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Grape To Bottle – A Step By Step Process

Winemaking is a process that has been around for many thousands of years. There is a precise science involved in the art of winemaking, from grape vines dating back hundreds or even thousands of years, to the process of fermentation to create the ultimate wine taste. Basic winemaking is a purely natural process that requires very little human involvement. However, each winemaker will have a list of different techniques that they will use to make their wine unique.

However, as a general rule, there are five main components to the winemaking process. The harvesting of grapes, pressing and crushing of grapes, fermentation process, clarification, aging, and bottling. Although the process is long and takes years to master, winemakers typically follow these steps (but add their variations) to make their wine their own.


Harvesting is the first step one of the most crucial steps to creating delicious wine. Grapes contain the perfect combination of tannins, acids, and esters to produce a consistent, stable wine. Tannins are the elements of a grape that adds bitterness and acidity to the wine.

The sweetness, acidity, and flavor of the wine are determined by the time the grapes are picked. Knowing when to harvest is where real science happens. The sweetness and acidity of a grape need to have the perfect balance based on the type of wine being produced, and seasoned harvesters can usually tell just by the taste if the grapes are ready.

Harvesting is done both mechanically and by human hand, depending on the vineyard. Most winemakers prefer to hand-harvest as the process of mechanical harvesting can have an impact on the quality of the product. Once harvested, the grapes are with any grapes that are not up to standard removed.

Crushing And Pressing

After the sorting process, they are de-stemmed and crushed. Although many wineries still perform this task by foot, the methods are typically mechanical these days. The grapes are pressed into a juice that is called must, which contains skins, seeds and the solid parts of the grape’s flesh. In white wine production, the grapes are pressed as soon as they are crushed to remove the solids, to prevent unwanted colors. In red wine, they are all left to ferment together.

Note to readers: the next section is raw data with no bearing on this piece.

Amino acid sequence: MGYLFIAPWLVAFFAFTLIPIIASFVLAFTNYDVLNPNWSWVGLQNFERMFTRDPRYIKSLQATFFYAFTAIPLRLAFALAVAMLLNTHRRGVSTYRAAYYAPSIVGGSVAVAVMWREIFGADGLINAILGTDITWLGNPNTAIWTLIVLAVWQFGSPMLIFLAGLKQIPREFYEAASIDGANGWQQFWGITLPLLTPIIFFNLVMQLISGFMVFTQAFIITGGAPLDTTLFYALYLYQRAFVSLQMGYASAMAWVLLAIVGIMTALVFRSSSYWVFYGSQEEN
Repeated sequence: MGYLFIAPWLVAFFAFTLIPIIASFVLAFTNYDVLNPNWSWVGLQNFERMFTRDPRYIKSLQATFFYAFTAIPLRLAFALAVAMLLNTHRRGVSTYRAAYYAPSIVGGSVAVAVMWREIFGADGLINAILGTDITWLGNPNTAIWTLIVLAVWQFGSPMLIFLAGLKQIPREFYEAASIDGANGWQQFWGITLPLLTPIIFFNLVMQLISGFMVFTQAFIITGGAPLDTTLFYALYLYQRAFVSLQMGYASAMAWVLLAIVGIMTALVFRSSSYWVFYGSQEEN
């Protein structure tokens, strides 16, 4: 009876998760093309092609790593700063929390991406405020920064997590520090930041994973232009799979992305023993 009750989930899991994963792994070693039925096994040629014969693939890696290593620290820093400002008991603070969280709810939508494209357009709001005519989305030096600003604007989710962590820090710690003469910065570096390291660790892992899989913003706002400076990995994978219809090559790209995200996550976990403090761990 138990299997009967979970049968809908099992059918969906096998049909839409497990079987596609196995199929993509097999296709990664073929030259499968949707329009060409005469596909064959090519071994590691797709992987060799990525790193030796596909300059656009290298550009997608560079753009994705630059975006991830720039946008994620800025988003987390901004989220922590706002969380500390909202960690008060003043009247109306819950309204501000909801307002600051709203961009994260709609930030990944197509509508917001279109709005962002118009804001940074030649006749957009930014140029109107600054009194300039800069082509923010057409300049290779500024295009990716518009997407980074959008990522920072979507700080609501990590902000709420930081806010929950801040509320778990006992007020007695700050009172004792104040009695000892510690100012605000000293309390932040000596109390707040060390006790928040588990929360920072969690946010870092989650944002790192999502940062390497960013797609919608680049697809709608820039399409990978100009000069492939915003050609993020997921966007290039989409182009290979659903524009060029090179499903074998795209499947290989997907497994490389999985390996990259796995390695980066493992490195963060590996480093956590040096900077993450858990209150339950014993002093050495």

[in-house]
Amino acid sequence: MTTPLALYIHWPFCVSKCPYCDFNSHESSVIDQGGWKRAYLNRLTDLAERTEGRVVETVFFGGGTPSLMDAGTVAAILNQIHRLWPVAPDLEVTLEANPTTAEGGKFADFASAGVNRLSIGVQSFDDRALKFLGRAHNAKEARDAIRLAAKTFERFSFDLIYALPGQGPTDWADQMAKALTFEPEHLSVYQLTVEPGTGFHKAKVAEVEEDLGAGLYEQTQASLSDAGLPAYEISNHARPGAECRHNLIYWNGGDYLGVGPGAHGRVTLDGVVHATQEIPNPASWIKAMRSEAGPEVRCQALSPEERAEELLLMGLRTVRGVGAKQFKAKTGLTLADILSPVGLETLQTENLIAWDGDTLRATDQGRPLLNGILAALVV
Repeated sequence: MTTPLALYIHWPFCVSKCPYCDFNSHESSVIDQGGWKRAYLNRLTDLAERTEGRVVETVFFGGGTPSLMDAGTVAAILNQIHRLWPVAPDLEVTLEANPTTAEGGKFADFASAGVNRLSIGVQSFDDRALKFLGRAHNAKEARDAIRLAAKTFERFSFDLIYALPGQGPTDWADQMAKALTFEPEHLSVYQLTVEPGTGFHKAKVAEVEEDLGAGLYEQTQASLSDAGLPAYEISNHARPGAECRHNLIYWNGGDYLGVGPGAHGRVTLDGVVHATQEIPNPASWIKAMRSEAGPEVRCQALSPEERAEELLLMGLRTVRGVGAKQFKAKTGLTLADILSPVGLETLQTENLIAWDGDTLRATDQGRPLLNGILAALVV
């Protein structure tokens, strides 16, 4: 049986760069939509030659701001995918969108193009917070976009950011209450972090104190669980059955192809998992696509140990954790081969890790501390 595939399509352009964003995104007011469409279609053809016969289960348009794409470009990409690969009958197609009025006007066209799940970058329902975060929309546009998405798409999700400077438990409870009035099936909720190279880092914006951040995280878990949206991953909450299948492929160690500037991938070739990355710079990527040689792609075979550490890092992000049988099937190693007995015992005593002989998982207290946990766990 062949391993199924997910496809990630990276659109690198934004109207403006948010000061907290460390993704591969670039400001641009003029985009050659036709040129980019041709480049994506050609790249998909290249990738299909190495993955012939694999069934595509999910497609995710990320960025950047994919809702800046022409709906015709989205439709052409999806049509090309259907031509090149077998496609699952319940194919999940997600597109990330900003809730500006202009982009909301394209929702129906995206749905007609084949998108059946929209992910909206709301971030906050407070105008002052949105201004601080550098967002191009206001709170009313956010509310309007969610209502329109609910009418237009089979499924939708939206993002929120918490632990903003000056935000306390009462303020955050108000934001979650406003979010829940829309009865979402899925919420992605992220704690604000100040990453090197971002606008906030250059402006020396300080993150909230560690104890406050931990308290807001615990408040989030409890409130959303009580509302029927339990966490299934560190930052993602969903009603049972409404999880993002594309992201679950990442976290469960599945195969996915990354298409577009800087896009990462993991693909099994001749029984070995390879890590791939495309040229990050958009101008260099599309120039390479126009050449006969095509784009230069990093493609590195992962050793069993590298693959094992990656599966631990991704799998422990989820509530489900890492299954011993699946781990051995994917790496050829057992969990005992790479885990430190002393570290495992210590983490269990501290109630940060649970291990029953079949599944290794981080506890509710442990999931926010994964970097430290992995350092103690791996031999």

Once the crushing and pressing process is finished, fermentation begins. Most begin fermenting within just 6 hours on its own. However,most winemakers choose to add commercial cultured yeast to yield a better, more consistent end product.

The fermentation process turns the natural sugars into alcohol, and when this process is complete, the product is a dry wine. This process can take many weeks. For sweeter wines, winemakers will merely stop the process of fermentation before the sugars are all converted.


One fermented the process of removing tannins, dead yeast cells, and unwanted proteins begin. This process is done by adding finings, or filtration processes to the wine. Finings are products that are added to the liquid, like clay, which forces the solid particles to sink to the bottom of the barrels. Filtration is where a filter of sorts is used to catch the larger particles that might be present in the wine. Once completed, the wine will be added to aging oak barrels or prepared for bottling.

Aging And Bottling

Aging and bottling is the last stage of the process. A winemaker can decide at this point whether to age the wine or bottle it. Aging can be done in the stainless steel tanks, bottles, or oak barrels. Aging the wine in oak barrels will produce a much more delicate wine, and decreases tannins within the wine. Once aging is complete, or if no aging is required, the wine is then added to bottles and distributed.

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